companies to benchmark against global standards.


         The logistics industry in the country is divided into across the
following categories:

3.4.1    Express Cargo

         The need for quick service has catalyzed the growth of India’s $1.6
billion express service cargo industry, growing at a rate of 20-25% and is
expected to be more than double by 2012. Globalization has prompted Indian
companies to integrate their supply chains with international markets,
increasing the demand for relevant logistics services. According to the
Planning Commission, India’s air cargo movements would grow at over
CAGR of 11.5% from 2007-08 to 2011-12.

3.4.2    Multimodal Transport Operator

         The annual size of India’s multimodal transportation segment is
around three million containers, still considered to be nascent with an

attractive potential. This industry is considered attractive as it is not capital
intensive, does not require considerable working capital and generates a
reasonable return-on-employed capital.

3.4.3      Warehousing

           Warehousing accounts for about 20% of the Indian logistics industry
and occupies around 40 million sq. ft. The development of the modern retail
sector, escalating growth in commodity markets and a paradigm shift in
consumer preference from fresh to processed foods have necessitated storage
expansion. Special Economic Zone (SEZ) development is an another primary
warehousing driver as modern warehouses have moved beyond traditional
stocking and loading to other value-added services (packaging, labeling,
bundling and cross docking). The warehousing business, growing at 35-40%
annually, is expected to become a $55 billion industry in three to four years
with more than 50 million sq. ft in warehousing space and more than a
hundred logistics parks.

3.4.4      Third Party Logistics

           Thirty Party Logistics manages the logistics activities of the third
parties. The $58-million Indian 3PL industry caters to around 55% of Indian
companies that outsource logistic services like supply chain management and
warehousing. 3PL reinforces supply chain management, widens market share,
reduces conventional logistic costs and makes it possible for companies to
expand into new markets, increasing logistics challenges. India’s outsourcing
of third party logistics (3PL) is expected to grow into a $90 million business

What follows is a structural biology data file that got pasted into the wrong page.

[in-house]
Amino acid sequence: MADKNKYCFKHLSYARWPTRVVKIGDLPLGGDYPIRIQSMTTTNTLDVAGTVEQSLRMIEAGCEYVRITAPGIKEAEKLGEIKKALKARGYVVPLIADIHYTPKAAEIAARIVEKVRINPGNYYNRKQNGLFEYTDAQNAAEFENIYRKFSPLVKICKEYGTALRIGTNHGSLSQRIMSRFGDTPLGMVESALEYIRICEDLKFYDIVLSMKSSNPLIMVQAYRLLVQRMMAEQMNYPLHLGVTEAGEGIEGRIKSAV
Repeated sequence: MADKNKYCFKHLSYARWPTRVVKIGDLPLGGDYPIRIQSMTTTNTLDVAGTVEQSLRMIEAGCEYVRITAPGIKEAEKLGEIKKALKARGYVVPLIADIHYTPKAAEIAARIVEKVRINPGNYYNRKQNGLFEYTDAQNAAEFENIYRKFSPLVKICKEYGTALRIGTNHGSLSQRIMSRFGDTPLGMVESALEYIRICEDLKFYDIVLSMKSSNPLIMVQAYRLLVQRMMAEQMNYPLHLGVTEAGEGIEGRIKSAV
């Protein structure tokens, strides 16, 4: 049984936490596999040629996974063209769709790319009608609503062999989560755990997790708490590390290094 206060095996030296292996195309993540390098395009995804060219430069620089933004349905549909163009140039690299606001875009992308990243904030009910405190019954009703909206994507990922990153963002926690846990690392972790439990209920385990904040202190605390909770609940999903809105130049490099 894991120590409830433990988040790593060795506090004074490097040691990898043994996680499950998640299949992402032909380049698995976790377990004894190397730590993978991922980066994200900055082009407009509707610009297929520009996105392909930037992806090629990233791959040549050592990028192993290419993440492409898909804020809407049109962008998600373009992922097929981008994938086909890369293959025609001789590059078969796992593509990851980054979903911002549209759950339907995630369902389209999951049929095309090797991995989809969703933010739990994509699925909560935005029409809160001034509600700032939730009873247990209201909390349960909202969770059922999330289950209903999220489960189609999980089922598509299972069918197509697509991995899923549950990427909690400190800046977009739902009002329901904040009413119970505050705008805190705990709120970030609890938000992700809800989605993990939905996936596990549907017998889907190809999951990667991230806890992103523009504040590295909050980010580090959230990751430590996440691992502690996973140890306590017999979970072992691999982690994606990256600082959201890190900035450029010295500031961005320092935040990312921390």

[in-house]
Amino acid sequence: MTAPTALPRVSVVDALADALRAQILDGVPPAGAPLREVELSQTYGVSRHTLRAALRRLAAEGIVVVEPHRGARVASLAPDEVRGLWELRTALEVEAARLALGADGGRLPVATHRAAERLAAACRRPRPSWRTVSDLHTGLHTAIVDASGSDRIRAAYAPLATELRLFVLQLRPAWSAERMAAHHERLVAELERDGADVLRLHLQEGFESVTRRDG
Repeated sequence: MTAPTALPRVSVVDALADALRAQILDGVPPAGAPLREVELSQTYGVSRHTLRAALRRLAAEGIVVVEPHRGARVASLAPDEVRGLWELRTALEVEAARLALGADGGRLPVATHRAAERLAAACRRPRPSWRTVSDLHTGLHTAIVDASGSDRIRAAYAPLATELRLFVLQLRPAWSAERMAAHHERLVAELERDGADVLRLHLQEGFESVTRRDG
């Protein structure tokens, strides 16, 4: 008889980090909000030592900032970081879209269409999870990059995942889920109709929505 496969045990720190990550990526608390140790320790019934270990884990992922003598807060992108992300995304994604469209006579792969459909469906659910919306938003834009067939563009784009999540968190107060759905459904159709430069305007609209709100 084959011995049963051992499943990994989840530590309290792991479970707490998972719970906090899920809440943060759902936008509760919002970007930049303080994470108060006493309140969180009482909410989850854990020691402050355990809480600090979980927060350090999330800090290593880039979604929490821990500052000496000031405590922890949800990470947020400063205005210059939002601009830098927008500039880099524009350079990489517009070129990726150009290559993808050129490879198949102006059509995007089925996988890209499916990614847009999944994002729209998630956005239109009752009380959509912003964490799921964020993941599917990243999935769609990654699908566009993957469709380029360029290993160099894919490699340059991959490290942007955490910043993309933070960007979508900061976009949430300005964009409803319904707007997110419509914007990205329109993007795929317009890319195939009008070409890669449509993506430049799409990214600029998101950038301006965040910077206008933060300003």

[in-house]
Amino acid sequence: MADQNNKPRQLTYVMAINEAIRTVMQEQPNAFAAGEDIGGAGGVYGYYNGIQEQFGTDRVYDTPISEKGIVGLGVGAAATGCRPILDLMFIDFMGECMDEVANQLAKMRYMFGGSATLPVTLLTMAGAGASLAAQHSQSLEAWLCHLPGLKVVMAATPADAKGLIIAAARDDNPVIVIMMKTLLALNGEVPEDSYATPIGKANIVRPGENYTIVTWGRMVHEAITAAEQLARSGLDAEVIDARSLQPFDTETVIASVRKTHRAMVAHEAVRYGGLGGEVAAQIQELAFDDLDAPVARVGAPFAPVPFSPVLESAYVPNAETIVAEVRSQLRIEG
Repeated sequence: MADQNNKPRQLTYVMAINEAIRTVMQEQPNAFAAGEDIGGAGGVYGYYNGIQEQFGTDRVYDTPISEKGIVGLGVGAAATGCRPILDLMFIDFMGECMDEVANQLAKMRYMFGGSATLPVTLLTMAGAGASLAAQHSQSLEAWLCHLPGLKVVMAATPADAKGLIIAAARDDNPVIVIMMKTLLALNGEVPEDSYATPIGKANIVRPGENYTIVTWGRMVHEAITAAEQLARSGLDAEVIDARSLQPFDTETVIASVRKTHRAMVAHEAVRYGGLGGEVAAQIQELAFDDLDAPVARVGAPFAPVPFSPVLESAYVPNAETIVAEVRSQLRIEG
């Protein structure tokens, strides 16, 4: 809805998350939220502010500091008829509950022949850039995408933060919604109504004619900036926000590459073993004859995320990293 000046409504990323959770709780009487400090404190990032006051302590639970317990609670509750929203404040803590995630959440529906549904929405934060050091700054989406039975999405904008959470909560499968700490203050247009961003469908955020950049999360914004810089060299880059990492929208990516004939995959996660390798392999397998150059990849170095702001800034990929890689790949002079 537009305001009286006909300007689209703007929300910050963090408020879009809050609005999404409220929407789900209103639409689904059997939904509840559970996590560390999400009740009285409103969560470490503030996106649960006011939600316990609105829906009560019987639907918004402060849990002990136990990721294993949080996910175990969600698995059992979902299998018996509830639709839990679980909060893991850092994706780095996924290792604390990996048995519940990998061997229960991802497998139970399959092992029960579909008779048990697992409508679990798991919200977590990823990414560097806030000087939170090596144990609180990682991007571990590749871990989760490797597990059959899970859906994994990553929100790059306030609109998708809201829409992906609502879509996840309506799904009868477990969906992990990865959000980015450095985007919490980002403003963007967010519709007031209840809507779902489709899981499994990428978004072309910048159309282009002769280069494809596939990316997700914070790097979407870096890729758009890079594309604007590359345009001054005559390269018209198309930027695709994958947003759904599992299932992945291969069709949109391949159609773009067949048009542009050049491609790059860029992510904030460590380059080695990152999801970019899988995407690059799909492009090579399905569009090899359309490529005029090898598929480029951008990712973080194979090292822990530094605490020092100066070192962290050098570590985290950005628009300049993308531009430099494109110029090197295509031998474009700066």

by 2012.

3.4.5    Road Transportation

         A railway has remained a dominant mode of transport in India over
the past few decades, but recently a roadway has gained a significant share
(more than 60% - inland transportation), while railways has lost its market
share due to the following reasons:

               Greater coverage when compared to any other mode of

               Higher flexibility in terms of door-to door delivery, giving it
               an edge despite higher effect.

               Lower risk of handling loss, due to lesser loading and
               unloading of goods investments made by the government in
               the National Highway Development Projects (NHDP).

3.4.6    Railways

         Indian Railways moved around 850 million tones of freight in 2008
compared to 785 million tones in 2007 and targets 1,100 million tones by the
end of the Eleventh Plan. Although railways are more energy-efficient and
environment-friendly, they face stiff competition from the road sector.

3.4.7    Air Cargo

         The air transport sector contributes over 0.2% to India’s GDP at
constant prices (1999-2000). The air cargo business expanded at nearly 19%
during the 2006-08 period, overtaking ocean freight (10.3%) and rail freight
(9.2%). India’s leading trading partner regions are Europe, Asia, the Middle
East and North America. India’s air cargo movement is expected to grow at
over 11.5% CAGR from 2007-08 to (13.5%) 2011-12, owing to rapid
international air cargo traffic growth fuelled by a growth in export of gems

and jewellery, special chemicals and high-value pharmaceuticals (Source:
Planning Commission). The IATA predicts that 57% of the world's air freight
would move to Asia by 2011, India playing a major role..

3.4.8    Ocean Cargo

         The Indian shipping industry is the backbone of the country’s EXIM
trade. With 12 major and 187 minor ports as well as a 750-km coastline,
ocean freight is an important economy driver. In turn, this has impacted the
country’s port development, leading to the global ownership and management
of port terminals. The surging Asian and Indian economies have grown up
containerised vessel demand in recent years, bolstered by a strong demand for
shipping raw materials and the export of finished goods in the world’s second
fastest growing economy. According to recent estimates, the growth rate of
Indian ports would be around 160% in 2011-12. Cargo handling in major
ports is expected to grow at 7.7 per cent till 2011-12 and cargo movement is
estimated to reach 877 million tons by 2011-12.

3.4.9    Growth drivers

         India’s logistic services sector is expected to develop on account of
growth in the organized retail, manufacturing and infrastructure sectors.
Besides, new generation companies outsource reverse logistics, inventory
management; order processing, distribution and labeling and packaging,
widening logistics service requirements.


         Logistics was initially a military activity, concerned with getting
soldiers and munitions to the battlefront in time for flight, but it is now seen
as an integral part of the modern production process. The main background of

its development is that, the recession of America in the 1950’s caused the
industry to place importance on goods circulations. The term, logistics, was
initially developed in the context of military activities in the late 18th and
early 19th centuries and it launched the military logistics of World War II. The
probable origin of the term is from Greek logistikos, meaning ‘skilled in
calculating’. (BTRE, 2001) Military definitions typically incorporate the
supply, movement and quartering of troops in a set. And now, a number of